Definition: End poverty in all its forms everywhere
- By 2030, reduce at least by half the proportion of men, women and children of all ages living in poverty in all its dimensions according to national definitions
- Implement nationally appropriate social protection systems and measures for all, including floors, and by 2030 achieve substantial coverage of the poor and the vulnerable
List of Policy Changes and Cuts:
- Changed conditions and funding to the Ontario Disability Support Program (ODSP)
- Cancelled the Basic Income Pilot Project
- Reduced funding to children’s aid societies
- Introduced the Ontario Childcare Access and Relief from Expenses (CARE) tax credit
- Retroactively cancelled cuts to childcare, and increased funding
- Changed rent control conditions
Reducing poverty involves protecting all individuals throughout their lifecycle by instituting universal social protection systems according to the Sustainable Development Goals. There were a range of changes in Ontario that aligned with this SDG. People living solely on the Ontario Disability Support Program (ODSP) live at or below the poverty line, while those who rely on Ontario Works (OW) live below the poverty line. ODSP provides up to $1,169 a month for anyone living with a disability or illness that prevents them from working full-time. OW pays $733 a month and is geared to those without disabilities, who are expected to work in the future. Both OW and ODSP recipients will receive a 1.5 per cent increase in their income, however that is a rollback from previously planned 3 per cent increase. There are also plans to change the eligibility criteria for access to ODSP which may result in some OSDP recipients shifting over to OW.
Further, the clawback on income earned by people receiving social assistance has increased from 50 to 75 per cent. This means that 75 per cent of any earnings over $6,000/year for someone on OSDP, and $300/month for someone on OW, is taken in tax.
The basic income pilot project was developed to try to find a new way to counter poverty. It provided approximately 4,000 households with a supplemental income. Under the program, low-income recipients received a maximum of $16,989 per year, while couples received up to $24,027. There have been reports of negative individual outcomes resulting from the cancellation of the program such as former recipients being left unable to pay lease agreements to landlords, and recipients who had enrolled in school but could no longer afford to attend. Beyond the implications to those enrolled in the pilot project, there was also disappointment expressed from the research community globally. One of the pillars of the project was rigorous data collection to evaluate the effects that a basic income would have on recipients. The research team associated with the project planned to look at different measures to determine whether recipients’ quality of life had improved, according to health and employment outcomes, food security and financial well-being[i].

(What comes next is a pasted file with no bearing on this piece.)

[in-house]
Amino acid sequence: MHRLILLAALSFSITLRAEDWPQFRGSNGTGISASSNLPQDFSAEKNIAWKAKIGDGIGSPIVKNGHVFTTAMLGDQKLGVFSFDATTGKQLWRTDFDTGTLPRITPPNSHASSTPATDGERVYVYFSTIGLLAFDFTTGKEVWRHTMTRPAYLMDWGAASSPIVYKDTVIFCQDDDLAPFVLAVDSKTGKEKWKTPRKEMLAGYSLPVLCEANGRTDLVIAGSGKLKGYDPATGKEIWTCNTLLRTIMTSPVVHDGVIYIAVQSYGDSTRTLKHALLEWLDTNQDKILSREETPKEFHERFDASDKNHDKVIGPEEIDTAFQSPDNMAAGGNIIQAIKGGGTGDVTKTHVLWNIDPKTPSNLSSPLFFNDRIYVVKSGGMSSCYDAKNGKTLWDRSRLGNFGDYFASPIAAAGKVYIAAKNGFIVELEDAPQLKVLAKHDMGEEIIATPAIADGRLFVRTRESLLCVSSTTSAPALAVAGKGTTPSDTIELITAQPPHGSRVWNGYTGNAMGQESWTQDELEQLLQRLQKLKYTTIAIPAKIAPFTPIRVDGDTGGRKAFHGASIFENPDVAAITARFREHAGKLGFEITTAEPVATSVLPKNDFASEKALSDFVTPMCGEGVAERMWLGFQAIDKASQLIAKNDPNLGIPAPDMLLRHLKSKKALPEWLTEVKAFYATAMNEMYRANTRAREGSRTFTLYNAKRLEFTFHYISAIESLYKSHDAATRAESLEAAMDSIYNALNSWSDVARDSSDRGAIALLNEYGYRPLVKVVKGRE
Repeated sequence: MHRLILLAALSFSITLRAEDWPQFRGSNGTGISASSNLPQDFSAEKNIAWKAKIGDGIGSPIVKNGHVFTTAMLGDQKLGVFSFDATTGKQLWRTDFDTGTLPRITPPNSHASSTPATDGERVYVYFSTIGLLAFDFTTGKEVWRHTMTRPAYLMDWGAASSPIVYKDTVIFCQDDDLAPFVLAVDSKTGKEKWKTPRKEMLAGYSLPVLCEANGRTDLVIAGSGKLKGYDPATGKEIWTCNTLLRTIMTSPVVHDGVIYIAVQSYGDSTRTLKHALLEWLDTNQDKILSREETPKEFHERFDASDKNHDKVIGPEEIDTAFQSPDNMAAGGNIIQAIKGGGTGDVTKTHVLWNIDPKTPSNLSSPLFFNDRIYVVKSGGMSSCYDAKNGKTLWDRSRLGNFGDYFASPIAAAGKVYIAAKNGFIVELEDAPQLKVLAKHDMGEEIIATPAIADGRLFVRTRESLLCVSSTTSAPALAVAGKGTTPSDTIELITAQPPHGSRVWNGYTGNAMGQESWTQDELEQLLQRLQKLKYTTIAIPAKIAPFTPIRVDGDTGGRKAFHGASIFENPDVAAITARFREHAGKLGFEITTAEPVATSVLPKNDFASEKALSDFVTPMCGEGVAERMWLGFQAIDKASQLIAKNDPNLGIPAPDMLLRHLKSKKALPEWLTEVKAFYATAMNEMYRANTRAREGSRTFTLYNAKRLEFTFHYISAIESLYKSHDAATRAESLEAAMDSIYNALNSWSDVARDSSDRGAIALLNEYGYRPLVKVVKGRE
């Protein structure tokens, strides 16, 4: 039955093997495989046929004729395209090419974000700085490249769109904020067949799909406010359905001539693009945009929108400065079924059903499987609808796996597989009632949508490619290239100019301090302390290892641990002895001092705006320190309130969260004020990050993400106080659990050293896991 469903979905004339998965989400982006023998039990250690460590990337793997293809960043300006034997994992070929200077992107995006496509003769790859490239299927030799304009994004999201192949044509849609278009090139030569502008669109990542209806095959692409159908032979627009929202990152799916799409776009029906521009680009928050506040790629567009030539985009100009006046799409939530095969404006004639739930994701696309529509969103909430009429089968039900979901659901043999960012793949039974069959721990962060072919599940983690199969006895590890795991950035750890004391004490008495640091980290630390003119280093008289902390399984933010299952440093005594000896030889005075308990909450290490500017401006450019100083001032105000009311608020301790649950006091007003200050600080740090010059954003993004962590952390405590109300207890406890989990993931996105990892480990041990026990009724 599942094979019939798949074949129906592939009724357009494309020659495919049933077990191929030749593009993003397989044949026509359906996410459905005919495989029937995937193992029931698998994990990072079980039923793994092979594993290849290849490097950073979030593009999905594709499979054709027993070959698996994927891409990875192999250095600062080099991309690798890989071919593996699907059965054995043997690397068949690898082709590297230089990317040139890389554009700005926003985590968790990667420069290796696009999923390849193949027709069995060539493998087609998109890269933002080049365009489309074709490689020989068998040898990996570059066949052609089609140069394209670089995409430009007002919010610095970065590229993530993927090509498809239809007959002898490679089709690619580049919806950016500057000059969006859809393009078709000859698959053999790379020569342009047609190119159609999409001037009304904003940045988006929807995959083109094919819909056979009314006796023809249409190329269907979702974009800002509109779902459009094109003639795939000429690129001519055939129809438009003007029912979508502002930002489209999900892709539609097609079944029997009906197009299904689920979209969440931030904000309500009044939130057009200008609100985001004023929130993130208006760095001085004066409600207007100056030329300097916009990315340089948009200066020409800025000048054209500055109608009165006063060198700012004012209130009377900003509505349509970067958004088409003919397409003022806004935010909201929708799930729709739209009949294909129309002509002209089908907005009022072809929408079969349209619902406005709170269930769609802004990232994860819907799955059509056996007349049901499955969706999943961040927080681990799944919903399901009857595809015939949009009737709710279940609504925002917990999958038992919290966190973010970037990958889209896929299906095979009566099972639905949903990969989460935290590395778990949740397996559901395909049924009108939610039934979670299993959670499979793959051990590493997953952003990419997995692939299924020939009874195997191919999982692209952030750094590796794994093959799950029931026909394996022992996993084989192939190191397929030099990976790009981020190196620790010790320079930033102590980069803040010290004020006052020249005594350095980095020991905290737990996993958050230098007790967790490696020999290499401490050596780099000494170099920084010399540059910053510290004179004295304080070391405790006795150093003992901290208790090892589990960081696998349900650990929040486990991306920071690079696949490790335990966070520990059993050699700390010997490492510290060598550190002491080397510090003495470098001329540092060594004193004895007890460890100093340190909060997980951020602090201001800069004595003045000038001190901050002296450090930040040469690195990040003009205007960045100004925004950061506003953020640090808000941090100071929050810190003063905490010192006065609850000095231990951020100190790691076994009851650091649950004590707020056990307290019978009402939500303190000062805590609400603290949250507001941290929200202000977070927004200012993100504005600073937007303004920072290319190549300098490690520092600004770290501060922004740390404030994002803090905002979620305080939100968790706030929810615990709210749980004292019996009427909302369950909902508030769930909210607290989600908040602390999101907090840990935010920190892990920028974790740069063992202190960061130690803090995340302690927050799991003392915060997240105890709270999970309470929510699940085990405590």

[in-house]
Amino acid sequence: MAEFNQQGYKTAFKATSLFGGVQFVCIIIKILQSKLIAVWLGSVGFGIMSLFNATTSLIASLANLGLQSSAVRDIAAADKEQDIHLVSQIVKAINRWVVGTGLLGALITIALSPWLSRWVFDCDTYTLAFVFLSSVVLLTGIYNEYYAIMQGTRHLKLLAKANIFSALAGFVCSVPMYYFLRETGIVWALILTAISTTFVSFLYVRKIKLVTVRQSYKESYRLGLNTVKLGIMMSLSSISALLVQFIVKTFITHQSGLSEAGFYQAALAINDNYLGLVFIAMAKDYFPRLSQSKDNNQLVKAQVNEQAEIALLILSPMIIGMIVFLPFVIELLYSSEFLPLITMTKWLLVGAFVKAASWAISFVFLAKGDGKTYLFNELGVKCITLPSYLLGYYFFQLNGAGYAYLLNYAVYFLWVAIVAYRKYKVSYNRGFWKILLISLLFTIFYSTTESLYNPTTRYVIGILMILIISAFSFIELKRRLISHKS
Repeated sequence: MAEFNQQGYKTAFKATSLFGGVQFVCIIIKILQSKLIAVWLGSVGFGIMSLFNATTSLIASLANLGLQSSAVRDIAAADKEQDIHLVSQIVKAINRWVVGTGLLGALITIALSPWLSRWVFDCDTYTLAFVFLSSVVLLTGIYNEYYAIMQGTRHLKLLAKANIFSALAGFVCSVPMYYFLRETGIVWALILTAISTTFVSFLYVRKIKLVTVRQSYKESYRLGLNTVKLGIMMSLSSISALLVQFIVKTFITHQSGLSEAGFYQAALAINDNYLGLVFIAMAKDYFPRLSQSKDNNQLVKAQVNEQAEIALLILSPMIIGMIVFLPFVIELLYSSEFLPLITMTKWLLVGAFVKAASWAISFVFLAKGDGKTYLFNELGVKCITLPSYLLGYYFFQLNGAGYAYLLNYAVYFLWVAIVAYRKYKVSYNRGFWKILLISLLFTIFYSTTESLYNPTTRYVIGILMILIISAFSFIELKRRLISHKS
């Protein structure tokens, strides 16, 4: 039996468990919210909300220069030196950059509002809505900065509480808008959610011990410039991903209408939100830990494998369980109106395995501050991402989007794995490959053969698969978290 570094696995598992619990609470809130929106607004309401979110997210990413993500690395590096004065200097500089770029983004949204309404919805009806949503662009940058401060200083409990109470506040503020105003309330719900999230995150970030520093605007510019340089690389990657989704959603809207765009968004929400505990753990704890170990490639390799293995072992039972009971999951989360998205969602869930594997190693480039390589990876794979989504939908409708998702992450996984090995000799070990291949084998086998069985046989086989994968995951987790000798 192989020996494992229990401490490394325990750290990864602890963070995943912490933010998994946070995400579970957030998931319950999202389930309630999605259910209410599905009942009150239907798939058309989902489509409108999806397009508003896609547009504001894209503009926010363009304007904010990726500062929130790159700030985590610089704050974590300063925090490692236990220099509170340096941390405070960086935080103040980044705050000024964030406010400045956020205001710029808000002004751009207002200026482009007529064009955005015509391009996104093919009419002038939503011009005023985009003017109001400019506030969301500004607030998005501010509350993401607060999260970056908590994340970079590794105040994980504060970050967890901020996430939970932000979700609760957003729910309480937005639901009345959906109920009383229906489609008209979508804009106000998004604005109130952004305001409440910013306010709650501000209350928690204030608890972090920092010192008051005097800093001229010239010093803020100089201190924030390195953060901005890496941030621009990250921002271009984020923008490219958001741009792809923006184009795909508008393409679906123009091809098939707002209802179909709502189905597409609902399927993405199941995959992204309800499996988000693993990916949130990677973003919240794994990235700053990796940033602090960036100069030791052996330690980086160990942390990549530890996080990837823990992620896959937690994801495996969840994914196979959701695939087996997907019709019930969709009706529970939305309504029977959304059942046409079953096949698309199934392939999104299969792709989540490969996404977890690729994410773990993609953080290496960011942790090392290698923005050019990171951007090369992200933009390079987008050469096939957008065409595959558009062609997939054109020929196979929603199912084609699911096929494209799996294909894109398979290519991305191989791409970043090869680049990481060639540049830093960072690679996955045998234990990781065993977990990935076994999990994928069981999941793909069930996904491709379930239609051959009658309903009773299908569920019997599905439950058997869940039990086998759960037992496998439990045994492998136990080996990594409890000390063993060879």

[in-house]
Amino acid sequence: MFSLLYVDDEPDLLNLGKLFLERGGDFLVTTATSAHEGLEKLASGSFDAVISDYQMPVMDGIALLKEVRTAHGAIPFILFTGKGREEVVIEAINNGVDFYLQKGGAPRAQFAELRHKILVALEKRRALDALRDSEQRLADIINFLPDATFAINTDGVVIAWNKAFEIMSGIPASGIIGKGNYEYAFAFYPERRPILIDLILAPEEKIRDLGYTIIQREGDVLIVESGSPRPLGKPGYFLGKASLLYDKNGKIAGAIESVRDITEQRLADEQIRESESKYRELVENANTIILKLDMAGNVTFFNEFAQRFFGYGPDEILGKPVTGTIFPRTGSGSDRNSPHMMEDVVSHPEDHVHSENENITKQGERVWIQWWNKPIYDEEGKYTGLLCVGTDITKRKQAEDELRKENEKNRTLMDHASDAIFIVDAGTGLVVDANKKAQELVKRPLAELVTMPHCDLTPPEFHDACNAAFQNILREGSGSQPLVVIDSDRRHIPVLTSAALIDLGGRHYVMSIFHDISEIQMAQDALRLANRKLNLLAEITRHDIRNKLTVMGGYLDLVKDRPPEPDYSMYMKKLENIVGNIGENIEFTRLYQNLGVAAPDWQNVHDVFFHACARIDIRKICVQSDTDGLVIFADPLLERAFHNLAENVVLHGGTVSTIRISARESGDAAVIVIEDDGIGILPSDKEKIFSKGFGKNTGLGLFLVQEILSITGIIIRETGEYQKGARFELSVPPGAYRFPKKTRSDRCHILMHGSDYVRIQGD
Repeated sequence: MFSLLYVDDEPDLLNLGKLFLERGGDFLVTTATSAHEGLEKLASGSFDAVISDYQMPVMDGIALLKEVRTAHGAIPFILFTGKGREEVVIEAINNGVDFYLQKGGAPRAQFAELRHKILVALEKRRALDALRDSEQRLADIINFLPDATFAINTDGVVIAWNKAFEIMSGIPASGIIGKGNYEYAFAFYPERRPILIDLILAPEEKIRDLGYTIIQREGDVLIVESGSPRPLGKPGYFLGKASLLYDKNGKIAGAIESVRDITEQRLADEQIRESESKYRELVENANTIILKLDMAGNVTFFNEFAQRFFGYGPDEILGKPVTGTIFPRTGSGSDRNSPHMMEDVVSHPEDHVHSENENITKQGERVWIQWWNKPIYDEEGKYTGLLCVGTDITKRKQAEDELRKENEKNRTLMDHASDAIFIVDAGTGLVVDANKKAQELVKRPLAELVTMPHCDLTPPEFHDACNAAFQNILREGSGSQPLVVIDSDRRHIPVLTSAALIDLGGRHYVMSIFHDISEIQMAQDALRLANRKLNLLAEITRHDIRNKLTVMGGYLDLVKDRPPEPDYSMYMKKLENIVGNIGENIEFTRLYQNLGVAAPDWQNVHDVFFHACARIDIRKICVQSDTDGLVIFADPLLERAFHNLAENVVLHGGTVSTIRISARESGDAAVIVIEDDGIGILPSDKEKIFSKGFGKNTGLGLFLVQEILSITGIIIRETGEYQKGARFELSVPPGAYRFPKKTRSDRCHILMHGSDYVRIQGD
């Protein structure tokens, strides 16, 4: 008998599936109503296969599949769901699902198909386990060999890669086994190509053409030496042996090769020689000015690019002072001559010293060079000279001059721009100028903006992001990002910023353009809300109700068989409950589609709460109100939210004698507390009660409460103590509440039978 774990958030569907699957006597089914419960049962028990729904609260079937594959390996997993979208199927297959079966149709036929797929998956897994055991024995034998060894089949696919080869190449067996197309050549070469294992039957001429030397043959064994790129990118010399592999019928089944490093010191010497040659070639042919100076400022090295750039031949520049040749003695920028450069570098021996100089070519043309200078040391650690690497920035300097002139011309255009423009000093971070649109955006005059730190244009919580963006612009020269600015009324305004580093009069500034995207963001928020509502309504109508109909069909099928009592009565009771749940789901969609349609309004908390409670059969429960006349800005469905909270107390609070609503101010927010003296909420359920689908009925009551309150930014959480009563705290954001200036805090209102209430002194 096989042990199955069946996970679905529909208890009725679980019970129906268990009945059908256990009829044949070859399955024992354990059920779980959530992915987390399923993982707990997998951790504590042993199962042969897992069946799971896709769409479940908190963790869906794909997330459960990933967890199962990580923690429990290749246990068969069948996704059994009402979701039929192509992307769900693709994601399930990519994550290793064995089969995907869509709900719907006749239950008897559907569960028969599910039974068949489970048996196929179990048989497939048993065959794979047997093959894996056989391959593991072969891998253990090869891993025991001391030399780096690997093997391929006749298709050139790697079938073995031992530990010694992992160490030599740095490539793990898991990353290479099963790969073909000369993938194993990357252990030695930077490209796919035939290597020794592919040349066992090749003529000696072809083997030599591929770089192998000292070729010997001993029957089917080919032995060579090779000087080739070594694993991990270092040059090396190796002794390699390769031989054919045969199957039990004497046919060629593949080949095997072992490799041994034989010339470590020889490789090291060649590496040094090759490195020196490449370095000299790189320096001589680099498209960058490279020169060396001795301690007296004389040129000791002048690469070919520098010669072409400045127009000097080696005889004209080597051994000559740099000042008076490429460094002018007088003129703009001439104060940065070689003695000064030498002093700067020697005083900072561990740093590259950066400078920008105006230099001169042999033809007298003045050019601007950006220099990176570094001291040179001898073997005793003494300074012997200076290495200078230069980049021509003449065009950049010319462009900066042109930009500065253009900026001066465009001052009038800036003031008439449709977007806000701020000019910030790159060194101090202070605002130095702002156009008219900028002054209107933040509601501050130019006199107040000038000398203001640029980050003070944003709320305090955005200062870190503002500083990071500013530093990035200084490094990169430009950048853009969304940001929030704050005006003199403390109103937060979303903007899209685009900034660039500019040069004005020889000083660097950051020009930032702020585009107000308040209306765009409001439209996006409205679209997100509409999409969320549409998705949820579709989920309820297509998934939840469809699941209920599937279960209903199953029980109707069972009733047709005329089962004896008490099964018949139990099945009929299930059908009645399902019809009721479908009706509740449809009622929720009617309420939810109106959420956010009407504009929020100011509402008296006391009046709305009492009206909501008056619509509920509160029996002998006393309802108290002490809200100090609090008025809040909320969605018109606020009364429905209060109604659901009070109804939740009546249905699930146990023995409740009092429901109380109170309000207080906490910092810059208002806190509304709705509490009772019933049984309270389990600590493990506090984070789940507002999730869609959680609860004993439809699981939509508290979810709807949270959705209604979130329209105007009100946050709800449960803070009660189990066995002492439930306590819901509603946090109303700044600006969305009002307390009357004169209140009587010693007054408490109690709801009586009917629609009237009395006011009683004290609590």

Children’s aid societies, who support at risk and vulnerable children, had funding reduced. Being able to provide an adequate safety network for vulnerable youth is critical in preventing them from living in violent, inhospitable and neglectful conditions. Other changes pertaining to children come under the Ontario Childcare Access and Relief from Expenses (CARE) tax credit, providing a maximum of $6,000 per child under seven and $3,750 per child between the ages of seven and 16 to families whose income is less than $20,000. The tax credit can be applied to all forms of childcare — whether provided by licensed daycare facilities, in-home caregivers, nannies or babysitters. While introducing reforms around childcare and subsidies are positive steps, this tax credit may still not be enough. The Canadian Centre for Policy Alternatives reported last year that daycare fees in major cities across Ontario can be prohibitively expensive. Annual full-time daycare costs for children in GTA cities such as Brampton, Mississauga, and Vaughan, for example, can run upwards of $14,000 per year; in Toronto, the cost is closer to $20,000 per year[ii].
Another notable change over the past year has been the weakening conditions on rent control. Under the new legislation, newly built or newly-converted rental housing units will not be subject to rent control rules. Landlords would have no legally set limit on how much the rent can be increased from year to year. Housing is regarded as the number one determinant of health and the impact of this change on health and well-being will be felt by a large proportion of Ontarians.
Strong welfare systems and other social protection programs are critical to mitigating inequity. A range of inequities contribute to poor health outcomes, and retracting investments into social protection programs will only exacerbate those outcomes even further.
[i] Government of Ontario. (2017). Ontario Basic Income Pilot Project. Retrieved June 29, 2019, from https://www.ontario.ca/page/ontario-basic-income-pilot.
[ii] MacDonald, D., and Friendly, M. (2016). A Growing Concern: 2016 Child Care Fees in Canada’s Big Cities. Canadian Centre for Policy Alternatives. Retrieved June 28, 2019, from https://www.policyalternatives.ca/sites/default/files/uploads/publications/National%20Office/2016/12/A_Growing_Concern.pdf.